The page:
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From Doug Cutting <cutt...@apache.org>
Subject Re: HTTP transport?
Date Fri, 09 Oct 2009 19:56:30 GMT
Sanjay Radia wrote:
> Will the RPC over HTTP be transparent so that that we can replace with a
> different layer if needed?

Yes.

> My worry was the separation of data and checksums; someone had mentioned
> that one could do this over 2 RPCs - that is not transparent.

That was suggested as a possibility if we did not want to use RPC for 
data, but rather raw HTTP, e.g., with a separate URL per block.  The 
zerocopy support built into most HTTP servers only supports entire 
responses from a single file, so if we wanted to take advantage of these 
zerocopy implementations we'd not use RPC for block access, but could 
use HTTP and hence share security, etc.  Using raw HTTP for block access 
might also perform better, since it can use TCP flow control, rather 
than RPC call/response.  In my microbenchmarks, RPC call/response was 
fast enough to easily saturate disks and networks, so that might be 
moot, although RPC call/response for file data may use more CPU than 
we'd like.  With our own transport implementation we could get RPC 
call/response to use zerocopy for file data.

> I assume that we
> going to create a branch that moves the data transfer protocols to RPC and
> test the performance and if it is good then we commit and move to RPC?

Yes.  We obviously cannot change the file data transfer protocol without 
benchmarking.  Ideally file data transfer can share as much as possible 
with other protocols.  The most optimistic approach would be to use 
HTTP-based RPC call/response, so we ought to benchmark that.  This was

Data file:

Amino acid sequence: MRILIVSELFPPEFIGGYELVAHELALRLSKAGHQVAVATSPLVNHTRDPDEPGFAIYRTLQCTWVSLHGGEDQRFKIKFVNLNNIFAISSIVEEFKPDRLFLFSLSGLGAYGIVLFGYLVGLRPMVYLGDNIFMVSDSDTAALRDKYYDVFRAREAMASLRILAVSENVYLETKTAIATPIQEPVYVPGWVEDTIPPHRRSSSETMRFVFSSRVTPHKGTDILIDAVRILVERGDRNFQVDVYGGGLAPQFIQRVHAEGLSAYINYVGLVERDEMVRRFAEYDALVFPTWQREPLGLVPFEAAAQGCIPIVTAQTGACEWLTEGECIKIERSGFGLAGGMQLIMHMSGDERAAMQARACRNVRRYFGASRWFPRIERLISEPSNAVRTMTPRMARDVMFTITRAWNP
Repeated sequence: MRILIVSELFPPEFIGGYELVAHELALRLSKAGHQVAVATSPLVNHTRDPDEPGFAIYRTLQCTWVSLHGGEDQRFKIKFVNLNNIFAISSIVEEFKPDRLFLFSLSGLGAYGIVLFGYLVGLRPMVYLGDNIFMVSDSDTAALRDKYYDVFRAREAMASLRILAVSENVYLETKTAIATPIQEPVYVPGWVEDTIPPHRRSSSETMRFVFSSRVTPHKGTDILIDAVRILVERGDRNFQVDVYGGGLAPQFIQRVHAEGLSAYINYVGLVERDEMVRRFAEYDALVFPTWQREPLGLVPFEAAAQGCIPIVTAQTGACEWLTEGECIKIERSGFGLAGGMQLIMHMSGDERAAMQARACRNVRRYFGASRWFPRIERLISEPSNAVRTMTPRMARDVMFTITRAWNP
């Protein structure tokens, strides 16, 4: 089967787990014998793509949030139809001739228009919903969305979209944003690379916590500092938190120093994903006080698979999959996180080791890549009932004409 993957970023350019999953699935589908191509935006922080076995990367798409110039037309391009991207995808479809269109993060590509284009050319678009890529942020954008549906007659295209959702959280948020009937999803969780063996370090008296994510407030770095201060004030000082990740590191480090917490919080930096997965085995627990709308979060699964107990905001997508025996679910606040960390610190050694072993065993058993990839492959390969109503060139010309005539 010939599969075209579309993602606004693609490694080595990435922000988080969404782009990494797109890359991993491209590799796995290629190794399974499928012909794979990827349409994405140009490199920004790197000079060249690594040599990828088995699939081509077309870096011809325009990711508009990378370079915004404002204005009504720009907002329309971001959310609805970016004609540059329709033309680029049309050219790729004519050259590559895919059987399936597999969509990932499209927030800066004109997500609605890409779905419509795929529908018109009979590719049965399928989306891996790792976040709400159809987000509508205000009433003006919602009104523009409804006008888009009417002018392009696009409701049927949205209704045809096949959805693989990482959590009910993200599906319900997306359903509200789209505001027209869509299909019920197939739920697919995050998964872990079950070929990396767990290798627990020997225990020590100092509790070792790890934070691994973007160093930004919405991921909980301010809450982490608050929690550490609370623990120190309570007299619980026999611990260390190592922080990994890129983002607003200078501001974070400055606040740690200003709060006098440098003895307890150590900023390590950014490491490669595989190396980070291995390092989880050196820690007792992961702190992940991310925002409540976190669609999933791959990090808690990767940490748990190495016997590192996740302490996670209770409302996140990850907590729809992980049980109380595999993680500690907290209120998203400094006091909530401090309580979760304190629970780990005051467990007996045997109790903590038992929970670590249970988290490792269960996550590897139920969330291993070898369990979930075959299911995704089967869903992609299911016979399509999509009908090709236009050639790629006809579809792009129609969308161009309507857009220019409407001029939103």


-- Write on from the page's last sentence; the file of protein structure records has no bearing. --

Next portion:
the purpose of my recently-reported microbenchmarks.

We also need to determine whether both TCP flow-control and zerocopy are 
critical to data file performance.  If both are indeed critical, and 
HTTP proves sufficient for everything else, then we should consider 
using non-RPC HTTP for file data transfer, since it supports both 
zerocopy and TCP-based flow control, and the implementation of security, 
etc. could be shared.  But, on the other hand, if HTTP is deemed 
inappropriate for security and we develop our own RPC transport that 
permits zerocopy, and TCP flow-control over entire blocks is not 
required, then we might use RPC for file data.  What I'm hoping we can 
avoid is, as today, using different transports for different protocols, 
re-implementing security, connection pooling, async request processing, 
etc. for each, requiring separate configuration and ports for each, etc. 
  But even that might be required.  We don't know yet.

I think starting with HTTP as a hypothesis permits us to make progress 
without a lot of up-front investment.

Doug

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